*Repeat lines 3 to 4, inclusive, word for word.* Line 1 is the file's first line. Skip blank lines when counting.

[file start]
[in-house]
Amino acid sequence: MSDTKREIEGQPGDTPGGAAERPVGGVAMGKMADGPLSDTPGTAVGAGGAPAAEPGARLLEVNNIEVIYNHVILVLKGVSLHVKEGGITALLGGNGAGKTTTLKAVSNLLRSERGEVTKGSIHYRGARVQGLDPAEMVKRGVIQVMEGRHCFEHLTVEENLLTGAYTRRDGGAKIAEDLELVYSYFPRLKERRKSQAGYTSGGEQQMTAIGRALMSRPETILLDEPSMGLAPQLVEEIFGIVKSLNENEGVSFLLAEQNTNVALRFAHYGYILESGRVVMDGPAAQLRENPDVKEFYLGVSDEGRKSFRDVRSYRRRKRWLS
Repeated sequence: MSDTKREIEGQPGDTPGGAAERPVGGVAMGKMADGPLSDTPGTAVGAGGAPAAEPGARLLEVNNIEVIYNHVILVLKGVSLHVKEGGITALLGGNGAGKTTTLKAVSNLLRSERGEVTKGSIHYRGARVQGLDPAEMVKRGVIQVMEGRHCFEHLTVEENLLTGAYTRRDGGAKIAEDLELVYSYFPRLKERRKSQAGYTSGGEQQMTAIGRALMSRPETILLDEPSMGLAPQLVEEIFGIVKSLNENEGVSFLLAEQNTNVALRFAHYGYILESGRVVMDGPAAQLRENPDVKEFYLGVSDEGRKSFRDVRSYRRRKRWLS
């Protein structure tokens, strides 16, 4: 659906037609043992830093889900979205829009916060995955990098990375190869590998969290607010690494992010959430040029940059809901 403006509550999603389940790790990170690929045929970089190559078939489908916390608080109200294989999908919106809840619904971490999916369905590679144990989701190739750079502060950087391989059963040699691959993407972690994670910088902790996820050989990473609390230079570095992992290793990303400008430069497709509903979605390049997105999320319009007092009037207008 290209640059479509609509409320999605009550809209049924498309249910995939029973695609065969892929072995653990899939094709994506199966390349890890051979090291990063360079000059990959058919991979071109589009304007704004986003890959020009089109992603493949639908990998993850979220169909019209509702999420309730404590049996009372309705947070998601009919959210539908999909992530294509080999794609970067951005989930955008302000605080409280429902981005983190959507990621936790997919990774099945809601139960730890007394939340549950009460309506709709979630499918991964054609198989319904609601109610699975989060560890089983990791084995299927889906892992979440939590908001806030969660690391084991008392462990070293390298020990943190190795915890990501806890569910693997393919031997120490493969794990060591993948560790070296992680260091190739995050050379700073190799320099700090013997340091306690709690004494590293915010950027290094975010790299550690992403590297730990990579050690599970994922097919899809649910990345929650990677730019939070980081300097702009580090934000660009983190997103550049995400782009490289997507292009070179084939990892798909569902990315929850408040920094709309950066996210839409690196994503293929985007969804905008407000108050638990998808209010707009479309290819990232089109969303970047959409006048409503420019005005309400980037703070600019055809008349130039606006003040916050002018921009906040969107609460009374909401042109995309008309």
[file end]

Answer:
Repeated sequence: MSDTKREIEGQPGDTPGGAAERPVGGVAMGKMADGPLSDTPGTAVGAGGAPAAEPGARLLEVNNIEVIYNHVILVLKGVSLHVKEGGITALLGGNGAGKTTTLKAVSNLLRSERGEVTKGSIHYRGARVQGLDPAEMVKRGVIQVMEGRHCFEHLTVEENLLTGAYTRRDGGAKIAEDLELVYSYFPRLKERRKSQAGYTSGGEQQMTAIGRALMSRPETILLDEPSMGLAPQLVEEIFGIVKSLNENEGVSFLLAEQNTNVALRFAHYGYILESGRVVMDGPAAQLRENPDVKEFYLGVSDEGRKSFRDVRSYRRRKRWLS
């Protein structure tokens, strides 16, 4: 659906037609043992830093889900979205829009916060995955990098990375190869590998969290607010690494992010959430040029940059809901 403006509550999603389940790790990170690929045929970089190559078939489908916390608080109200294989999908919106809840619904971490999916369905590679144990989701190739750079502060950087391989059963040699691959993407972690994670910088902790996820050989990473609390230079570095992992290793990303400008430069497709509903979605390049997105999320319009007092009037207008 290209640059479509609509409320999605009550809209049924498309249910995939029973695609065969892929072995653990899939094709994506199966390349890890051979090291990063360079000059990959058919991979071109589009304007704004986003890959020009089109992603493949639908990998993850979220169909019209509702999420309730404590049996009372309705947070998601009919959210539908999909992530294509080999794609970067951005989930955008302000605080409280429902981005983190959507990621936790997919990774099945809601139960730890007394939340549950009460309506709709979630499918991964054609198989319904609601109610699975989060560890089983990791084995299927889906892992979440939590908001806030969660690391084991008392462990070293390298020990943190190795915890990501806890569910693997393919031997120490493969794990060591993948560790070296992680260091190739995050050379700073190799320099700090013997340091306690709690004494590293915010950027290094975010790299550690992403590297730990990579050690599970994922097919899809649910990345929650990677730019939070980081300097702009580090934000660009983190997103550049995400782009490289997507292009070179084939990892798909569902990315929850408040920094709309950066996210839409690196994503293929985007969804905008407000108050638990998808209010707009479309290819990232089109969303970047959409006048409503420019005005309400980037703070600019055809008349130039606006003040916050002018921009906040969107609460009374909401042109995309008309």